Futureproofing the workforce

Global labour markets are less elastic today than they once were – they recover more slowly and produce growing inequality.

The recession and protracted, uneven recovery altered global markets. Many expected that as the recession subsided, the labour market would return to business as usual – but that hasn’t happened.

A perfect storm of structural and cyclical forces – from shifting demographics and rapid globalisation to technological revolution – has created a highly uncertain business environment and knocked labour markets out of sync.

The jobs market is split between the ‘haves’ – those with sought-after talent who are in a strong bargaining position and able to manage their own careers; and the ‘have nots’ – those without in-demand skills, who feel increasingly disposable and marginalised. And as industries rapidly evolve, jobs will be created and displaced resulting in an ever more complex labour market in terms of both supply and demand.

It’s a new age of work – and employers need to re-evaluate their workforce management strategies and seek alternative workforce models to drive greater productivity.

Long-term talent strategies

Chris Gray, Managing Director of Manpower UK, said: “The recession may be in the rear-view mirror, but in many respects the recession mentality still exists.

“For too long, employers have been reactive with their hiring – recruiting as and when someone is needed in a quite transactional manner. In this new world of work, taking a long-term view of business and talent strategies will be the key to success.

“Whilst a ‘just-in-time’ approach to hiring can often be a business requirement, it certainly shouldn’t be allowed to become the norm. Instead, future business success relies on the ability to effectively forecast the talent that will be required to achieve business goals, and where this talent will be found or developed.

“That’s why at Manpower we’re helping businesses move away from approaching recruitment reactively. Instead, we’re designing and delivering long-term workforce planning that creates strong alignment between business and workforce strategy. Going forward, this deliberate and purposeful approach is going to be crucial.”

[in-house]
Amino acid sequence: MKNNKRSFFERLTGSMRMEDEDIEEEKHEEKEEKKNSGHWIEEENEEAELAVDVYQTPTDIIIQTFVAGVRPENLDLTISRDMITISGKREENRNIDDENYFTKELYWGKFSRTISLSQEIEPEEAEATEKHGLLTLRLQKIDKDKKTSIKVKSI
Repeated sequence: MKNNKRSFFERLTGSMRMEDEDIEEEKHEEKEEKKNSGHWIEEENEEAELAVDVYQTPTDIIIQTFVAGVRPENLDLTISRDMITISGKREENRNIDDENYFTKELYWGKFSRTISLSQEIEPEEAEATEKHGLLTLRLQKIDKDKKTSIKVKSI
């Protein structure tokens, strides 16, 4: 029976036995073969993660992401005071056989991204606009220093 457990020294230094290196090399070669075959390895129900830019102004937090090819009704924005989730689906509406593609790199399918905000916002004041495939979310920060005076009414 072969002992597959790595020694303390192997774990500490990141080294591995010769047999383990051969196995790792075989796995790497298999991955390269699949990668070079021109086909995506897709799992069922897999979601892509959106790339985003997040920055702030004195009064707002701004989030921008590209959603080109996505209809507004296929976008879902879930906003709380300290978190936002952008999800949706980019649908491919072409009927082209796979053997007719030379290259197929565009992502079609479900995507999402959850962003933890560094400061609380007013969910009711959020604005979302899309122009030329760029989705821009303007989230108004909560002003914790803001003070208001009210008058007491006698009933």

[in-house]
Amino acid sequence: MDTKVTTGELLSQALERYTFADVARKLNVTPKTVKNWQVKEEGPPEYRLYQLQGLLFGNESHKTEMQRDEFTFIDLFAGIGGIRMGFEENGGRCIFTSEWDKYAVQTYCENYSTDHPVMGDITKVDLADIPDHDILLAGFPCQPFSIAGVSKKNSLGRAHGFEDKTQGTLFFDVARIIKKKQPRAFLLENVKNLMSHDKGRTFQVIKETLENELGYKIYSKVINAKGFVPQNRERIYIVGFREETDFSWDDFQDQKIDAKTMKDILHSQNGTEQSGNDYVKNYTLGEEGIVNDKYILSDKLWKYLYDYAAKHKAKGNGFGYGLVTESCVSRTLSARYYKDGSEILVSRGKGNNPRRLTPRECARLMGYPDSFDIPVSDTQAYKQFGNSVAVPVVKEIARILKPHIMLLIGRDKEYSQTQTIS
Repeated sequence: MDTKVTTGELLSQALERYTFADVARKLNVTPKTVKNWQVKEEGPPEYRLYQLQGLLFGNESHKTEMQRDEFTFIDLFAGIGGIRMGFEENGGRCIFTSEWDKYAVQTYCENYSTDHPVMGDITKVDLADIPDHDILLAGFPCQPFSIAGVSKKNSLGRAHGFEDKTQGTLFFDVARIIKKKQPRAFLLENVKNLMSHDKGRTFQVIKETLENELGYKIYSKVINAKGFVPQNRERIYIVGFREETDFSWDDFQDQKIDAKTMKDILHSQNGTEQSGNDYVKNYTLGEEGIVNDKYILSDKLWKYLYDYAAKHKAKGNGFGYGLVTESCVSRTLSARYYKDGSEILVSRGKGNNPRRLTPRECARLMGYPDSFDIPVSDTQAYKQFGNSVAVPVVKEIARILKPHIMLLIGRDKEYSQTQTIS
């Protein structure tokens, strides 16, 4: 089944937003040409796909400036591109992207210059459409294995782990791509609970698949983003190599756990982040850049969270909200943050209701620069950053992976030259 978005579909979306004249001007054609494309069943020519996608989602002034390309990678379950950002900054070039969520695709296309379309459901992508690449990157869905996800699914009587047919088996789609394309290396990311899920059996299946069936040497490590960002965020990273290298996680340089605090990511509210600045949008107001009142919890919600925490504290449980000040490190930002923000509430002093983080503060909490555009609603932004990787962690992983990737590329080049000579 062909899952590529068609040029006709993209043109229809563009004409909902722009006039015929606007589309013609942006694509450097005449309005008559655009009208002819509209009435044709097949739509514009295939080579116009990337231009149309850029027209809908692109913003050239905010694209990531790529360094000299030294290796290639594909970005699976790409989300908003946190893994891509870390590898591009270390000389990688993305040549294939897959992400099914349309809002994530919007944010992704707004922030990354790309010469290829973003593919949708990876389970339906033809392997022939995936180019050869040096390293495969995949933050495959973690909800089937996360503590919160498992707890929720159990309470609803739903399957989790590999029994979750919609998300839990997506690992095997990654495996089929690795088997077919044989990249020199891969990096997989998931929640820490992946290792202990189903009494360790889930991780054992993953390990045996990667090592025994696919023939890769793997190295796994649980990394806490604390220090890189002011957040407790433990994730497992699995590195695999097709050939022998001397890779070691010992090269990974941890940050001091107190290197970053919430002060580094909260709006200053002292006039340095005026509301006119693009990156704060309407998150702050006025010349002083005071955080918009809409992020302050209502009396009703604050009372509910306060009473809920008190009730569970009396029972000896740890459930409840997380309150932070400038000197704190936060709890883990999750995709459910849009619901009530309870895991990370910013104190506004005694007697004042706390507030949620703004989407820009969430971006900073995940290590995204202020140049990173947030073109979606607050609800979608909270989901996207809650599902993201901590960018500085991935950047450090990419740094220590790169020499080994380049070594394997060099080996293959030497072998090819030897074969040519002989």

Investing in skills

Futureproofing the workforce also requires employers to readdress their investment in skills.

Chris continued: “Employers who boast a highly skilled workforce can do more, exploit higher margins, and harness new business opportunities in the short and long-term – in turn improving labour market productivity.

“Yet, technology is evolving faster than ever; changing the skills needed for jobs, and shortening the life cycle of those skills.

“Investment is vital. Both the Government and businesses have made a good start in increasing investment in skills, but there’s more work to do – both in ensuring the right training and development is in place to make the workforce job-ready, and ensuring it’s freely available to those who need it.

“The ‘right’ person for a particular job is becoming much harder to find, so flexibility with skills and development is also important. Employers need to recalibrate their mind-sets to consider candidates who may not have all the specific skills a job requires, but whose skill gaps can be filled. We call this the ‘teachable fit’, where employers identify skills that can migrate across industries or be developed with relative ease, and then focus their training and development efforts on filling any gaps.”

At Manpower, we help businesses across the UK find people who have the skills required to power their business from day one, and we support thousands of people every day to improve their skills in the workforce. Alongside readdressing investment in skills, employers should also ensure comprehensive, strategic workforce planning is adopted across the entire organisation.

Chris concluded: “We help many organisations find talent and skills to meet the needs of their business today but we also help many organisations prepare for the needs of tomorrow.

“The journey to improved productivity requires planning and navigation; the puzzle will continue to evolve, but talent and skills will continue to be at the centre of future success. Our experiences with organisations across multiple sectors and geographies, as well as a variety of workforce cultures and skills, means we can provide a unique and privileged perspective that adds real value to planning and navigation at the start of the journey – as well as guidance and support during the journey itself.”